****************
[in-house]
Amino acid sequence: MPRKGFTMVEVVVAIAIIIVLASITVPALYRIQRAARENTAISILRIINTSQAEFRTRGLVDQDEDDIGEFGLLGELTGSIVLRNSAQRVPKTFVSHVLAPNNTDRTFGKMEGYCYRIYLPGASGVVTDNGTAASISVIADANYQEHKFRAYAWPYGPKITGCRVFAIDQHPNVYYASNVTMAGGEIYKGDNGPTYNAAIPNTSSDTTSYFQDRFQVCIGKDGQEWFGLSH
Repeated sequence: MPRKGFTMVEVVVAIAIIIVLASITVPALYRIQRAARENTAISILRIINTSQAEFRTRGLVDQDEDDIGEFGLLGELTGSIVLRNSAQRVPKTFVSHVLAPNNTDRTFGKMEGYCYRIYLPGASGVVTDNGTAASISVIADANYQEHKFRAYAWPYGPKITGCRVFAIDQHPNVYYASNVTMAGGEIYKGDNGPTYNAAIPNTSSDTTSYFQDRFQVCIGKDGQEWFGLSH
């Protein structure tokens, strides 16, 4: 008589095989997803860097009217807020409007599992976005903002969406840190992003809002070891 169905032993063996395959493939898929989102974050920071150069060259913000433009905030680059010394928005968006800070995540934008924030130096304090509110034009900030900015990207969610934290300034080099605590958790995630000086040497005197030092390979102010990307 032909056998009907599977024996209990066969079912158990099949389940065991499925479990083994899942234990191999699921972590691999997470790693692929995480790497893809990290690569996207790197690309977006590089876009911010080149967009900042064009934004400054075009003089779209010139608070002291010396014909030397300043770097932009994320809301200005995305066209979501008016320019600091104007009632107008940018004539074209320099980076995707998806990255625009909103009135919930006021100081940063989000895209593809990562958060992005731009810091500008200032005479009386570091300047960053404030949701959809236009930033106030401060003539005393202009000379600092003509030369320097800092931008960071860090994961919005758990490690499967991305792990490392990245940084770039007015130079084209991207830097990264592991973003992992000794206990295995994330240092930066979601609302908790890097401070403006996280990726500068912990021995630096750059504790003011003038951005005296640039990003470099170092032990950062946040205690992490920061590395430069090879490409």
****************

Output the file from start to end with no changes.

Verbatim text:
[in-house]
Amino acid sequence: MPRKGFTMVEVVVAIAIIIVLASITVPALYRIQRAARENTAISILRIINTSQAEFRTRGLVDQDEDDIGEFGLLGELTGSIVLRNSAQRVPKTFVSHVLAPNNTDRTFGKMEGYCYRIYLPGASGVVTDNGTAASISVIADANYQEHKFRAYAWPYGPKITGCRVFAIDQHPNVYYASNVTMAGGEIYKGDNGPTYNAAIPNTSSDTTSYFQDRFQVCIGKDGQEWFGLSH
Repeated sequence: MPRKGFTMVEVVVAIAIIIVLASITVPALYRIQRAARENTAISILRIINTSQAEFRTRGLVDQDEDDIGEFGLLGELTGSIVLRNSAQRVPKTFVSHVLAPNNTDRTFGKMEGYCYRIYLPGASGVVTDNGTAASISVIADANYQEHKFRAYAWPYGPKITGCRVFAIDQHPNVYYASNVTMAGGEIYKGDNGPTYNAAIPNTSSDTTSYFQDRFQVCIGKDGQEWFGLSH
């Protein structure tokens, strides 16, 4: 008589095989997803860097009217807020409007599992976005903002969406840190992003809002070891 169905032993063996395959493939898929989102974050920071150069060259913000433009905030680059010394928005968006800070995540934008924030130096304090509110034009900030900015990207969610934290300034080099605590958790995630000086040497005197030092390979102010990307 032909056998009907599977024996209990066969079912158990099949389940065991499925479990083994899942234990191999699921972590691999997470790693692929995480790497893809990290690569996207790197690309977006590089876009911010080149967009900042064009934004400054075009003089779209010139608070002291010396014909030397300043770097932009994320809301200005995305066209979501008016320019600091104007009632107008940018004539074209320099980076995707998806990255625009909103009135919930006021100081940063989000895209593809990562958060992005731009810091500008200032005479009386570091300047960053404030949701959809236009930033106030401060003539005393202009000379600092003509030369320097800092931008960071860090994961919005758990490690499967991305792990490392990245940084770039007015130079084209991207830097990264592991973003992992000794206990295995994330240092930066979601609302908790890097401070403006996280990726500068912990021995630096750059504790003011003038951005005296640039990003470099170092032990950062946040205690992490920061590395430069090879490409």